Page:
When Theseus arrived at Crete, Ariadne, Minos’s daughter, fell madly in love with him, recounts Carlos Parada, a longtime friend of Daedalus who happened to witness the love-inspiring meeting of this soon-to-be-scandalous couple. She promised to help him escape, but only if he promised to marry her and take her with him back to Athens. Theseus undoubtedly agreed ("Theseus")

To make due on her promise, Ariadne sought out problem-simplifying Daedalus, who offered her a simple solution to the complex labyrinth, which she then related to Theseus. Following Ariadne’s instructions, Theseus carried a ball of thread with him through the labyrinth, and, upon killing the Minotaur, followed the thread back to the entrance (Graves 95). Theseus then ran away with Ariadne, witnessed Parada, but deserted her on the island of Naxos where she died ("Theseus").

Daedalus, who, as one of the locals described, "obeyed orders and fulfilled demands unquestioningly, without any moral quibbles getting in the way" (Tatham 104), apparently had no qualms with the fact that he had been commissioned by three different people on three separate occasions to complete tasks that ultimately caused the conception, imprisonment, and death of the Minotaur.

An interview with Parada revealed that Minos was infuriated by Daedalus’ treasonous support of Theseus. To punish him, Minos locked him and his son, Icarus, in a tower above the labyrinth ("Daedalus").

hough the locals enjoy advocating their different opinions about whether Daedalus was imprisoned for helping Pasiphae couple with the bull or for helping Theseus escape the labyrinth, they have the most fun retelling the story of Daedalus’ escape from the tower. So popular is this story, it is told throughout Greece with only slight variation.

The Death of Ambitious Icarus: Negligence or Vengeance?

Confined in an elevated prison, Daedalus was barred from escaping via the water that he overlooked on one side or the land on the other. Ovid attests that, with no other options available, "Daedalus turned his mind to subtle craft, / An unknown art that seemed to outwit nature" (220). In a moment of wholly new innovation, Daedalus used his divinely-inherited craftsmanship to contrive a means of using the air to aid his escape.

Ovid, always able to get the inside scoop, reports that Daedalus, aided by his son, gathered falling feathers from the birds that flew past his window so he could make wings for his escape. He arranged these feathers in a row, with each being slightly longer than the one before it. Ovid’s vivid description of the arrangement of the feathers captures the precision and care with which Daedalus constructed these wings:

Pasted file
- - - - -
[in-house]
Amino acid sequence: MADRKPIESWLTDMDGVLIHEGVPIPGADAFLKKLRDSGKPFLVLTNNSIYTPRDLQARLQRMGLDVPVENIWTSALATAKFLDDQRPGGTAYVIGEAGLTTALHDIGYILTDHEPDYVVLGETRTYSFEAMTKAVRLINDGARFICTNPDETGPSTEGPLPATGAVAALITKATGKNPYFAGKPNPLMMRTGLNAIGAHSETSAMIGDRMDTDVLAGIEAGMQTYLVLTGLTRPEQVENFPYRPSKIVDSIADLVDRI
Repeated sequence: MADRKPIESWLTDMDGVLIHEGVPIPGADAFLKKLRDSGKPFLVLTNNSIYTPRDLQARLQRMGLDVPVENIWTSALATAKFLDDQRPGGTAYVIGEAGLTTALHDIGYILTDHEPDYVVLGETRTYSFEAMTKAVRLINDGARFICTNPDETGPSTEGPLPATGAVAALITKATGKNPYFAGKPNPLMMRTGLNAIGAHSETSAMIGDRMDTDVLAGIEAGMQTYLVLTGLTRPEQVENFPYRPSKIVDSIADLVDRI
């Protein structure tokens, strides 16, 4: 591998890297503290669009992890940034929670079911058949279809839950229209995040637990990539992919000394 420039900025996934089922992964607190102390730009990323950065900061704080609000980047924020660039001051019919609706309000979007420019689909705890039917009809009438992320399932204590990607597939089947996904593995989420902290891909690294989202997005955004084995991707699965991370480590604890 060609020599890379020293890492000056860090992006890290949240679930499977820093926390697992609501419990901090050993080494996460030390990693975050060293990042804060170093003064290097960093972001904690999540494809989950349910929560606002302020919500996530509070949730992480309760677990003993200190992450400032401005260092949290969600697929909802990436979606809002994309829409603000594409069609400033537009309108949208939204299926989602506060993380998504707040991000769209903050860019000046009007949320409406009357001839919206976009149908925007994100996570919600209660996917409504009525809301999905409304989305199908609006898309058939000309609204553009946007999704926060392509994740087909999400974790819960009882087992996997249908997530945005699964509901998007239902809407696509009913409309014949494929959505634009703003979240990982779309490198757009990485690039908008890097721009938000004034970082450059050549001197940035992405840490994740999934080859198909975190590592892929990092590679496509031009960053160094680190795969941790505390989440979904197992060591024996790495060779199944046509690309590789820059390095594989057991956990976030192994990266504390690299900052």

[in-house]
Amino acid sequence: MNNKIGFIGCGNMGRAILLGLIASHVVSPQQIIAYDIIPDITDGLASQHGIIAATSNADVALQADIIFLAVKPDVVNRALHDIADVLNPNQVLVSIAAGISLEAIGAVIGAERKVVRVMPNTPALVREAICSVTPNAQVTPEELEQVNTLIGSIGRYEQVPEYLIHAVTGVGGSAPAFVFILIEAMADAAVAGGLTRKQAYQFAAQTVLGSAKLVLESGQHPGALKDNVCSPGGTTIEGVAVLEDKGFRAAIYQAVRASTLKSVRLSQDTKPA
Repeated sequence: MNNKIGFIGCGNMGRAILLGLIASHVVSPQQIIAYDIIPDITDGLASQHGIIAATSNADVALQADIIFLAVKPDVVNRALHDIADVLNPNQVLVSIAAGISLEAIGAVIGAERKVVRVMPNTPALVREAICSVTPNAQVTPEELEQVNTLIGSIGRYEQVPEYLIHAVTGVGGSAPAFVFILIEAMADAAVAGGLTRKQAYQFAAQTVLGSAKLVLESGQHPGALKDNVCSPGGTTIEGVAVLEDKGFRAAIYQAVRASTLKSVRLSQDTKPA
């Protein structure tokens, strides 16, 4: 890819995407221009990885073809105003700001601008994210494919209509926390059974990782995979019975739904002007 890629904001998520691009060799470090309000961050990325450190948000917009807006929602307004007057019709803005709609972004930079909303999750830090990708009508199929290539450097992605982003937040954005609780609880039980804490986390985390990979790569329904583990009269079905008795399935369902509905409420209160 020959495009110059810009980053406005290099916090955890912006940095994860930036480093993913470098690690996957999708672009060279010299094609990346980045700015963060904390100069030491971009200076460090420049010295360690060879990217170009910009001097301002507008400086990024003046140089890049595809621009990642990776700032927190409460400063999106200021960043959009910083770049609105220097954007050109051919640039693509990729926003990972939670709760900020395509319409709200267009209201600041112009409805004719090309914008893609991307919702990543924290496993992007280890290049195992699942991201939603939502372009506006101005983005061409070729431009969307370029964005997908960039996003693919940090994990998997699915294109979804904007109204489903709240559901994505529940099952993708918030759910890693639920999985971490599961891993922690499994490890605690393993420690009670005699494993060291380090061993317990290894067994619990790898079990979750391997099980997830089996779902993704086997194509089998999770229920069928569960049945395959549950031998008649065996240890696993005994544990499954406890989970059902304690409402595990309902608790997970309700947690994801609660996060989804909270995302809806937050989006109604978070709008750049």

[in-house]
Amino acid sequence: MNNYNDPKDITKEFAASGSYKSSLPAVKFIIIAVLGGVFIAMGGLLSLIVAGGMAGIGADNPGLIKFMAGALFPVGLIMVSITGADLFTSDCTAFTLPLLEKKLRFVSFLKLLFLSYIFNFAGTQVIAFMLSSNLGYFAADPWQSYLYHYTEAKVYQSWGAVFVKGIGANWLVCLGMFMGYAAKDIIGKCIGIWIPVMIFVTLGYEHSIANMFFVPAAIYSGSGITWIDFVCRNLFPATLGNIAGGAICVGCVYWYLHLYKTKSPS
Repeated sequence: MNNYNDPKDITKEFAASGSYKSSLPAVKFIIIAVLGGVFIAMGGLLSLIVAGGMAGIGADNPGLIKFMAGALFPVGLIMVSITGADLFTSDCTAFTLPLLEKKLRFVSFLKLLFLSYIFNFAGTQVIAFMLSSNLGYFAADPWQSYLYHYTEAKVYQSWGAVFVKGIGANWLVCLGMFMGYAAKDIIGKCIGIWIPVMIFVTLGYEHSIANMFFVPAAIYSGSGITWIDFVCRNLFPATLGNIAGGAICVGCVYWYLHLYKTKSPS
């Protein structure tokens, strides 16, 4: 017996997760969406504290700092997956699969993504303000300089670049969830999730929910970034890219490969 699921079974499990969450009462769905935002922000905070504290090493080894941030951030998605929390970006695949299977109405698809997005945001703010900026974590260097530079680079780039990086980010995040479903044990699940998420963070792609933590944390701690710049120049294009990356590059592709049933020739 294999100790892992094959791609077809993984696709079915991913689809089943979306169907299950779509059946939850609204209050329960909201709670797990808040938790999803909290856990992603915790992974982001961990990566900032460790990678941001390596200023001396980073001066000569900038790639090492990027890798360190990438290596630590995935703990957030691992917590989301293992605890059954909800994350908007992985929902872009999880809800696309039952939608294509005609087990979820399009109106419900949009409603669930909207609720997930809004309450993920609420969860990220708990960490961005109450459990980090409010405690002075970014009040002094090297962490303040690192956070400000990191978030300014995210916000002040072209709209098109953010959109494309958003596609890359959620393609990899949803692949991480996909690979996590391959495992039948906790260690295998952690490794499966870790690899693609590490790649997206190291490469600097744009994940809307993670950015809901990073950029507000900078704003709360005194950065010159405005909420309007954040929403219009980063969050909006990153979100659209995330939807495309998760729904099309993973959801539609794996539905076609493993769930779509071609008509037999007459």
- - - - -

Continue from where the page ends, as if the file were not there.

the feathers traced an inclined plane
That cast a shadow like the ancient pipes
That shepherds played, each reed another step
Unequal to the next. (220)

Daedalus fastened the quills together with wax, bound the middles of the feathers with thread, and then curved the edges slightly "till they looked like eagles’ wings," Ovid described (221).

After completing two sets of wings, Daedalus turned his attention to squelching Icarus’ youthful ambitions. He reminded Icarus of the importance of Apollo’s maxim of nothing in excess, warning him that he must fly the golden mean, the midpoint between two extremes (Harris 1017). Daedalus commanded Icarus not to fly too near the water, lest his wings become waterlogged from the moisture, and not to fly too close to the sun, lest the wax that held his wings together melt. With this final and most important warning, they departed (Schwab 84).

Having pieced together various sightings by farmers and fishermen who witnessed this spectacle of flight, Ovid indicates that Daedalus and Icarus must have been together as they passed the islands of Delos, Paros, Samos, and even Lebinthus (220). But his account ends here. There were no further sightings of this father-son duo together. Overcome with ambition, Icarus desired to touch the sun and see the heavens. Dangerously disregarding Apollo’s maxim, he flew too high and the sun’s heat melted his wings. Uselessly flailing his arms in a repenting attempt to regain flight, Icarus plummeted to his death in the sea, just off the coast of Asia Minor. Icarus’ death has everyone asking whether he was fated to ignore the golden mean or if the gods intervened to avenge Talus, the boy Daedalus jealously murdered to ensure his own fame (Schwab 85).